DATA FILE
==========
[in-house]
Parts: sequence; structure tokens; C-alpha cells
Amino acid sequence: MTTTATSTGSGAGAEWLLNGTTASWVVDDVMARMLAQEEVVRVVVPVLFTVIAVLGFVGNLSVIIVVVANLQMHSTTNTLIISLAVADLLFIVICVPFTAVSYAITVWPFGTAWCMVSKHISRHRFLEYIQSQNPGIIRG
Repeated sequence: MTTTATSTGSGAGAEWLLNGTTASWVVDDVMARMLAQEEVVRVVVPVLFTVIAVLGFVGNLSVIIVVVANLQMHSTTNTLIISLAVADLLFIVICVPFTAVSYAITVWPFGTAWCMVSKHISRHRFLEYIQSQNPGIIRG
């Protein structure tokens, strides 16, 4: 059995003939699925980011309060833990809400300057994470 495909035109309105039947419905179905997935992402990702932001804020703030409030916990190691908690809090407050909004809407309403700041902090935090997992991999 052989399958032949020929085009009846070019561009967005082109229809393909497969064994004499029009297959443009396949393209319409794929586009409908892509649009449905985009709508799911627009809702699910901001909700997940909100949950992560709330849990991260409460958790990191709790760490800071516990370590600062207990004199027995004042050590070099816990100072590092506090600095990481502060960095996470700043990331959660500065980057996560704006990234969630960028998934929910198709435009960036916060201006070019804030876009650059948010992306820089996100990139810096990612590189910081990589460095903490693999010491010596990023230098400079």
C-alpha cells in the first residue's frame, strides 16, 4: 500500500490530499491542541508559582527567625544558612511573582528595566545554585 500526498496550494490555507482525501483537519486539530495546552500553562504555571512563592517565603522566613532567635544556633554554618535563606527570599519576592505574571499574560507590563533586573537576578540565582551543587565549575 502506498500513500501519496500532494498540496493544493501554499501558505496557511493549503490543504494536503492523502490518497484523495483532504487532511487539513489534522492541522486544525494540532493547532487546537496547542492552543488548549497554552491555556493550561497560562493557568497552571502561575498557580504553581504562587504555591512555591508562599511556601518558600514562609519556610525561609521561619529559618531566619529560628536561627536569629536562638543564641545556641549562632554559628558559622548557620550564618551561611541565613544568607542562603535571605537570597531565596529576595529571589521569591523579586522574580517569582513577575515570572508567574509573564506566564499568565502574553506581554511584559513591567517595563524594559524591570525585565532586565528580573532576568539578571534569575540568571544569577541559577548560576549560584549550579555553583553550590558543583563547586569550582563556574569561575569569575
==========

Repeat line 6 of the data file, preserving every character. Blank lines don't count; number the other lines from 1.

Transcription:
C-alpha cells in the first residue's frame, strides 16, 4: 500500500490530499491542541508559582527567625544558612511573582528595566545554585 500526498496550494490555507482525501483537519486539530495546552500553562504555571512563592517565603522566613532567635544556633554554618535563606527570599519576592505574571499574560507590563533586573537576578540565582551543587565549575 502506498500513500501519496500532494498540496493544493501554499501558505496557511493549503490543504494536503492523502490518497484523495483532504487532511487539513489534522492541522486544525494540532493547532487546537496547542492552543488548549497554552491555556493550561497560562493557568497552571502561575498557580504553581504562587504555591512555591508562599511556601518558600514562609519556610525561609521561619529559618531566619529560628536561627536569629536562638543564641545556641549562632554559628558559622548557620550564618551561611541565613544568607542562603535571605537570597531565596529576595529571589521569591523579586522574580517569582513577575515570572508567574509573564506566564499568565502574553506581554511584559513591567517595563524594559524591570525585565532586565528580573532576568539578571534569575540568571544569577541559577548560576549560584549550579555553583553550590558543583563547586569550582563556574569561575569569575